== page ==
The party with the issue (whether it be a complaining consumer or a debt-recovery seeking bank) can initiate the arbitration and a resolution should occur within a year.

Now, you may be thinking: who would even think of pursuing a bank in arbitration over $10.

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Privacy for a Price, AT&T Says – and It Is Legal

Today it was announced that AT&T will be offering a fiber optic internet service for  $70.00 per month.  By using its internet, a customer agrees to have its surfing history  tracked, stored by AT&T and sold to third-party advertisers to produce targeted ads to the consumer.   A customer may opt-out, but for a price of $29.00 per month.  Analysts of online privacy are concerned that AT&T’s latest “privacy policy” conditions will discourage customers from opting out.

With the dawn of social media networks, specifically Facebook, Twitter and Instagram, and most recently, the selfie sticks for the infamous “selfie” photos on smartphones, we have seen a dramatic shift in the world’s behavior and definition of personal privacy.  We don’t really value it anymore.  For example, many posts on Facebook are now public.

Public is What Private Used To Be

The default setting for most uploads to Facebook appear to be public, unless the user interferes and sets the post to a different setting.  If you see the global icon under your status, cover photo, profile picture, photos of your family, tags of you in another friend’s post,  then anyone in the world (with or without Facebook) can see your post.

Yet, this does not seem to phase users like it used to when Facebook first hit the web and was met with several class action lawsuits (though some recent users have brought a class action against Facebook for scanning private messages).

Over the past couple years, we have quickly become accustomed to, and now, more appropriately described as, addicted to, being seen, heard and not forgotten online;  the opposite of living in privacy.  So, AT&T is responding to this social trend (also can be legally referred to as a “social norm”), by stating in its privacy policy that it scans users’ browser use and sells it to advertisers.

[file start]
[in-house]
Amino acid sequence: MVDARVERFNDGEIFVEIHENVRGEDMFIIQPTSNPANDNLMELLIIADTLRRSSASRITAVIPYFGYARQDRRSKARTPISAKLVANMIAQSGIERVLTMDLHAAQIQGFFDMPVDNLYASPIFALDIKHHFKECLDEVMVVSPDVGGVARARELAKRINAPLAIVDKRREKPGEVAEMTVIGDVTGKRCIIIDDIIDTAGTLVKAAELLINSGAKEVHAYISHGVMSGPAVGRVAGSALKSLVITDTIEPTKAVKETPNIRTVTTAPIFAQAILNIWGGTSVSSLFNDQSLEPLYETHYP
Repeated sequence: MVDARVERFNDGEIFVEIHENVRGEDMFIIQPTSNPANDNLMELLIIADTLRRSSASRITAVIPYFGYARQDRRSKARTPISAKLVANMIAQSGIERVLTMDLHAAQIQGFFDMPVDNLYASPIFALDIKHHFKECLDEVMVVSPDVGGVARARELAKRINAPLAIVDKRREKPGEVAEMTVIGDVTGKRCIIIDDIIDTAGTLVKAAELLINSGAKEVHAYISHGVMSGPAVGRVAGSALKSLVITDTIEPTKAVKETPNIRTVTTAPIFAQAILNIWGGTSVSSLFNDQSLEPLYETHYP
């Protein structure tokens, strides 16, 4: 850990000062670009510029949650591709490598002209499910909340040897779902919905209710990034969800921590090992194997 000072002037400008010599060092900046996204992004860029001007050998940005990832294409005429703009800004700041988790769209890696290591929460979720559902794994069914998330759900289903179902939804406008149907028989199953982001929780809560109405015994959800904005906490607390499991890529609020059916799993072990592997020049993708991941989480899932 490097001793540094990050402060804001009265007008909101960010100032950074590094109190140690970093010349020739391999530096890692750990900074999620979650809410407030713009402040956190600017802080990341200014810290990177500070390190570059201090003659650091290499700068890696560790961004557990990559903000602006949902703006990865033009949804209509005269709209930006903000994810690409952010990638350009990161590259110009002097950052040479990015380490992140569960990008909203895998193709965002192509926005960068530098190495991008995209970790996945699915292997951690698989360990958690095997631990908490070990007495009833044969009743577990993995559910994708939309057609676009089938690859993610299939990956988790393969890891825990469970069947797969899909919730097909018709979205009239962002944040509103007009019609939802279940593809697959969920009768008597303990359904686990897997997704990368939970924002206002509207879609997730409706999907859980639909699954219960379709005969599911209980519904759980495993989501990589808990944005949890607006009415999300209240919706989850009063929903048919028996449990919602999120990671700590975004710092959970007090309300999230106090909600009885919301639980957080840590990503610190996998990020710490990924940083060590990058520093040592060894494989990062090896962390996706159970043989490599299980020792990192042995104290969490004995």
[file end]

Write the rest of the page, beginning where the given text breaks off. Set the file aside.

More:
Sharing” Is The New “Social Norm”

A good legal case example to look at that redefinied “social norm” is iPhone Application Litigation.  A few years back, some iPhone users were concerned about their mobiles being tracked by apps.  Remember a time when you felt a pit feeling in your stomach when you hit “ok” to all your data being shared (more or less) before downloading an app?  Now you don’t think twice.  Well, a few years back, concerned iPhone users brought a legal action against Apple in iPhone Application Litigation, 844 F. Supp. 2d 1040 (2012), alleging the tracking done by apps violated the individuals’ California Constitutional right to privacy.  The 9th Circuit Court of Appeals disagreed, citing that even if 1) the customers had a legally protected privacy interest, with 2) a reasonable expectiation of privacy, 3) Apple’s conduct did not amount to a serious invasion of the protected privacy interest.  The court said Apple’s conduct was not an egregious breach of the social norms underlying the privacy right.

So there you go.  The tracking and sharing is no longer egregious in our online culture.

Consequently, with there being no state or federal statute that specifically makes it illegal for a corporation to charge a customer to protect the customer’s privacy, we we will watch AT&T and others continue to profit from those who don’t care about privacy, and even more, from those who do.

Copyright 2015 The Filutowski Law Firm, PLLC. Disclaimer: This page is intended for general information purposes only and should not be construed as legal advice or legal opinions on any specific facts or circumstances. An attorney-client relationship is not created or continued.